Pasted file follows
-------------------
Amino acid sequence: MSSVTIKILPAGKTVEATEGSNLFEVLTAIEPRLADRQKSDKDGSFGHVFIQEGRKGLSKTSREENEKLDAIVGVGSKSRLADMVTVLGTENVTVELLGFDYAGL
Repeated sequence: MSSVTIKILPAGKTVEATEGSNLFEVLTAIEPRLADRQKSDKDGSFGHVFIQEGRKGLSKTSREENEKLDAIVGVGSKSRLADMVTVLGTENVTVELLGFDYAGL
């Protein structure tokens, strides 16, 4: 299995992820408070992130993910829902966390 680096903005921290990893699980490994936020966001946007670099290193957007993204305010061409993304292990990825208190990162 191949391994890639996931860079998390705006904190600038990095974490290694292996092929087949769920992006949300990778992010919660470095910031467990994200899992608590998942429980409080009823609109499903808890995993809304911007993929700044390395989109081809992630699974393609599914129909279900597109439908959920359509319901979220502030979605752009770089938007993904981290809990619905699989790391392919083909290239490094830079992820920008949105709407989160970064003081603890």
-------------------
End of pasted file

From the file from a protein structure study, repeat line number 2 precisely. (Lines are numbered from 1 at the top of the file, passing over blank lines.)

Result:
Repeated sequence: MSSVTIKILPAGKTVEATEGSNLFEVLTAIEPRLADRQKSDKDGSFGHVFIQEGRKGLSKTSREENEKLDAIVGVGSKSRLADMVTVLGTENVTVELLGFDYAGL